Project: ShiftBrite

ShiftBrites in stock now.

Click here to purchase online. 

ShiftBrite is a simple device I am designing and producing. It allows easy control of a bright RGB LED. The interface is a straightforward clocked serial data line and a latch input. All signals are buffered and passed through for good performance over long cables and daisy chaining many devices. Many ShiftBrite devices can be controlled from any type of controller that supports clocked serial data output, which is practically all microcontrollers and even PC parallel port or FTDI bitbang adapters.

The above images are renders of the revision 1 design. These were created by exporting PCB images from Cadsoft Eagle, and using the images as textures in a Sketchup model.

The controller IC is an A6281 from Allegro. This actually does all the necessary work to control three LED channels. It receives clocked serial data, generates regulated power for its internal logic, performs a 10-bit PWM cycle for each channel, provides current control up to 150ma per channel, and allows dot correction for improving the match between LEDs used together. It buffers the input signals and passes them straight through to the other side of the package. The A6281 is available in a 16-pad 3mm by 3mm package with thermal pad.

LEDs are a bright common-anode RGB part purchased directly from China on eBay. The seller is either TopBright or Shop4LEDs, I believe they are the same company. In large quantities, the pricing is very reasonable; in fact, my Chinese contacts were having difficulty sourcing similar LEDs anywhere near the same prices.

I am having the circuit board produced by OurPCB. They are also sourcing some of the parts and will assemble the complete devices. I won't post the exact pricing here, but if you have an idea for a device and need it produced, try getting a quote from OurPCB. You will likely be impressed at how low the barrier to entry is for mass-producing custom electronics products.

After I have verified the final product, I may be offering these devices for sale. I will most likely be able to price these in the $5.00 range, with discounts for multiple pieces.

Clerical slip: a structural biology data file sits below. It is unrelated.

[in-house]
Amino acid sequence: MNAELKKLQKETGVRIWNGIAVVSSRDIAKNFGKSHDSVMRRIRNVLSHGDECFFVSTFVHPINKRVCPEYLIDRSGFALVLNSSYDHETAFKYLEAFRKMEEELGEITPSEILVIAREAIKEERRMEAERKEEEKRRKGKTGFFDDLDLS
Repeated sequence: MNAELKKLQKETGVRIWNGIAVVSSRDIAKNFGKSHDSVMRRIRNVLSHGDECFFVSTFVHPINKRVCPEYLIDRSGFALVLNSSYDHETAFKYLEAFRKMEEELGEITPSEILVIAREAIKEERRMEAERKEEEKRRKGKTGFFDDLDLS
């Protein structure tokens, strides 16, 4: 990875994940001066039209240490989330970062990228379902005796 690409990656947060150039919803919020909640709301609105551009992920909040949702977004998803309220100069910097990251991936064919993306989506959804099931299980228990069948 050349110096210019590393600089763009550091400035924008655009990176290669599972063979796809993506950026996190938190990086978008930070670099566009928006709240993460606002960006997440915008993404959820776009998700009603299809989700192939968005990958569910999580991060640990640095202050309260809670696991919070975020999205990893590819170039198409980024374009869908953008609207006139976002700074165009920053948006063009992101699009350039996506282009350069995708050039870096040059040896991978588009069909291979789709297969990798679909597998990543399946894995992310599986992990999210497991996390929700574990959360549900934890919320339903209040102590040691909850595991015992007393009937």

Additional Information

I ordered samples of the A6281 from Allegro, and wanted to test the chips to make sure what I was reading in the datasheet matched reality. I decided to dead-bug wire the chip to a proto board for testing. The images below show some of this process and the results. This method did work just fine, I was able to successfully control a set of LEDs.

Prototypes

The circuit boards for the prototypes finally arrived, and I assembled some ShiftBrites. The common-anode LEDs from TopBright, I discovered, have an incorrect wiring diagram. The common anode lead is actually to the right of the notch, not below it. Fortunately this only means rotating the LED 180 degrees. The last photo below shows a second ShiftBrite chained to the previous one on a breadboard.


Project Status

  1. Define features
  2. Select components
  3. Design schematic
  4. Design printed circuit board
  5. Order prototype PCBs
  6. Locate component sources
  7. Get PCB and assembly pricing
  8. Order parts
  9. Assemble and test prototypes
  10. Submit final design files to PCB assembler
  11. Ship self-sourced parts to assembler
  12. Receive and test finished products

 


Submitted by Garrett on Sun, 03/09/2008 - 00:50.

Sounds quite much like

Sounds quite much like BlinkM (http://thingm.com/products/blinkm). What is the difference between them? Is there anything that Shiftbrite won't be able to do that BlinkM can or the oposite? A big advantage with your Shftbrite seem to be the price; the BlinkM cost 12.95 $ each.

The first main difference is